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Banwell Cross


A two feet high pillow mound earthwork shaped as a cross in Banwell has a Devil legend attached to it. According to the story, the villagers of Banwell attempted to erect a large cross on Banwell Hill, but each night the Devil would come along and blow it down. In order to prevent this the villagers decided to create the cross on the ground making it difficult for the Devil to destroy.

Harry Jelley in his "The Birthplace of St. Patrick in Somerset" suggests a link with the cross and St Patrick, he says ‘It is my view that Patrick was in fact born in south-western England, in Somerset, at or near the village of Banwell, five miles east of Weston-super-Mare. A settlement of late Roman date is known in the area. The archaeology of the region, which was highly Romanised, suggests Somerset was a plausible location for Patrick's family estate - unlike some of the remoter locations suggested - while placename evidence supports a Somerset location directly…… There is, in addition, an undated, unexplained earthwork in the form of a cross at Banwell, surrounded by a bank. A scheduled monument, it is listed by English Heritage as a Roman camp (which is unlikely), and is described in the local Sites and Monuments Record as a rabbit warren, for which there is also no evidence. I like to imagine the cross has a religious interpretation, constructed as a monument to Patrick by missionary Irish monks a few centuries after Patrick's lifetime, at a time when the memory of his birthplace survived.’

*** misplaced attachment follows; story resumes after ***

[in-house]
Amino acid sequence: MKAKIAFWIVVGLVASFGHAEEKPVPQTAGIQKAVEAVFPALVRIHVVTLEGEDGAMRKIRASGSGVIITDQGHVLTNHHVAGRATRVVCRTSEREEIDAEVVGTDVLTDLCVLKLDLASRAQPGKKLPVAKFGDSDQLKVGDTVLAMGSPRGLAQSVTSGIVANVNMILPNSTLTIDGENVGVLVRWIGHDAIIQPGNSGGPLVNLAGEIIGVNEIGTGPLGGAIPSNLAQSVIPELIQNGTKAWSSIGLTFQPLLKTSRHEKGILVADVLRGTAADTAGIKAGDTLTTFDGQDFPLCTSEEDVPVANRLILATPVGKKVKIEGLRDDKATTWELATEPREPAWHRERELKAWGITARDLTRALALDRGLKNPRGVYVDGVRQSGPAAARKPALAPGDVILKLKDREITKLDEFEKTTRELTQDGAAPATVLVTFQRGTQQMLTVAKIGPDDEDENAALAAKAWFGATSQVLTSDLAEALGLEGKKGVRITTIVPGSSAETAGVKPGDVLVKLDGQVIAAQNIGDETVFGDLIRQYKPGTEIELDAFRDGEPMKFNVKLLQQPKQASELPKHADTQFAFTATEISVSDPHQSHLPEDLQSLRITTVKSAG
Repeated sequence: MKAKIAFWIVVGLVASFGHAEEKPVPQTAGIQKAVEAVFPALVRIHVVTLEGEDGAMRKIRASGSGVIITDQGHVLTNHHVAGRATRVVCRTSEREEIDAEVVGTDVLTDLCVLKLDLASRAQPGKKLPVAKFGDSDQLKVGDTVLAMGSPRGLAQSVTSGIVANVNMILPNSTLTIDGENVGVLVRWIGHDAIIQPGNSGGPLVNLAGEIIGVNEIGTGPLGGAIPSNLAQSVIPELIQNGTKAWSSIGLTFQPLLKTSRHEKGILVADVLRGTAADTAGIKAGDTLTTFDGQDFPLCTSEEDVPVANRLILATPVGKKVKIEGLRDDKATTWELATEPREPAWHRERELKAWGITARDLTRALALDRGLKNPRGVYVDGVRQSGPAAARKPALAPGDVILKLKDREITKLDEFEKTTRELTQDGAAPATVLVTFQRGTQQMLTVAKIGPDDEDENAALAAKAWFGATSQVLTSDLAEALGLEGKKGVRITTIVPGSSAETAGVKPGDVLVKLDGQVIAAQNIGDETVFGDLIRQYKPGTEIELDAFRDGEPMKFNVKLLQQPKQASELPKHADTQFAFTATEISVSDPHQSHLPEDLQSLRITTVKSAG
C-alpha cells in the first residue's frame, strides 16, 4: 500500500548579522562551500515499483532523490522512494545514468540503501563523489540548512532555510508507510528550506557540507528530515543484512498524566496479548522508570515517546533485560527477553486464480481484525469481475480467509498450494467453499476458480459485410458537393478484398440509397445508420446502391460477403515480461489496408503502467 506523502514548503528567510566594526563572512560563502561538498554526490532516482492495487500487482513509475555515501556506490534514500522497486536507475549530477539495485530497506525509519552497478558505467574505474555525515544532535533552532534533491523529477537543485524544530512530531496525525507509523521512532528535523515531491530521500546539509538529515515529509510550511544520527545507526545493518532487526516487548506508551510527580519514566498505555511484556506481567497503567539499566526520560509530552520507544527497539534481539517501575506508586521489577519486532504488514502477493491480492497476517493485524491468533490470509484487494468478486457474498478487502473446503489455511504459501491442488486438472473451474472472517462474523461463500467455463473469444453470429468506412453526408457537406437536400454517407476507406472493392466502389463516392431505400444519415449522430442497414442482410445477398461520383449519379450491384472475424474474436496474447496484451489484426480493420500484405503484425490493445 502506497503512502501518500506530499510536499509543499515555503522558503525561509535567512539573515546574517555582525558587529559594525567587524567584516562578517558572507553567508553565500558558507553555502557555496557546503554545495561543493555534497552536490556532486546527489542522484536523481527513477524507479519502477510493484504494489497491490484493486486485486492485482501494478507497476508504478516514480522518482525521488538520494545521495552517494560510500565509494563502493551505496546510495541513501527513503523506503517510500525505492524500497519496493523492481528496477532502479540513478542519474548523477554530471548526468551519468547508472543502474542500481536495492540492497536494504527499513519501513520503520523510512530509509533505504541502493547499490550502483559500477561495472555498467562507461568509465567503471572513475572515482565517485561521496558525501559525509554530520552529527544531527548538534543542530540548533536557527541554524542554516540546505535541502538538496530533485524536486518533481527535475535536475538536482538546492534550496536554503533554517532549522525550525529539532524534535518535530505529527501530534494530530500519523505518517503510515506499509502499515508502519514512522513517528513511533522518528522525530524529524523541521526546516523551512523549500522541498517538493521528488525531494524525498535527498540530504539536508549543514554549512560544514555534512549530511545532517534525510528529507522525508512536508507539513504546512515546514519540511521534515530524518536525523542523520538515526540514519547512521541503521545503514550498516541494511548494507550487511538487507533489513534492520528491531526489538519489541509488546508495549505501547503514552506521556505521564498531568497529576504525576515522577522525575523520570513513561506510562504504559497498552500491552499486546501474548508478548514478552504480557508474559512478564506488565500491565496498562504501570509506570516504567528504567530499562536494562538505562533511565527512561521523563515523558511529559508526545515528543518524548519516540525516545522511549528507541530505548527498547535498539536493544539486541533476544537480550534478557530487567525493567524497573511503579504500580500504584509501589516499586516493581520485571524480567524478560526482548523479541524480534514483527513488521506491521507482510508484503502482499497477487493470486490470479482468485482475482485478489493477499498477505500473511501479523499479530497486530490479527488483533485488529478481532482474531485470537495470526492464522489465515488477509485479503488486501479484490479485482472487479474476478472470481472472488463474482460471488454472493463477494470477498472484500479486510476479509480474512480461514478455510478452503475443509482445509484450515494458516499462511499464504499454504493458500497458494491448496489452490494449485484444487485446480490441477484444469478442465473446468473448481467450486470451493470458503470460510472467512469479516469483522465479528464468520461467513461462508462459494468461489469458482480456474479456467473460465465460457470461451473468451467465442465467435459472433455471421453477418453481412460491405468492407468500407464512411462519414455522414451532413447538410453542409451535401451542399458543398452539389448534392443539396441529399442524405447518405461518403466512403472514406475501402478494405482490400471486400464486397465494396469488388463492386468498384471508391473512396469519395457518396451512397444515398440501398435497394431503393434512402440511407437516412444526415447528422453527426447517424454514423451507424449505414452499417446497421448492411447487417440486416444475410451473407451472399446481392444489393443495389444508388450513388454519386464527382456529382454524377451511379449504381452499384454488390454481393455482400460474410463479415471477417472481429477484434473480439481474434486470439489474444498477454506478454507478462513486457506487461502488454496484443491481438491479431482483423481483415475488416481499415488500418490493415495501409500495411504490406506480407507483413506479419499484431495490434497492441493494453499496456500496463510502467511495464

The rabbit warren suggestion refers to comparisons to s similar cross in Port Talbot that was thought to be an artificial rabbit warren. Excavations of one of the cross’s arms in 1961 revealed post-medieval pottery, clay pipe stems, bone, slag, slate and brick.


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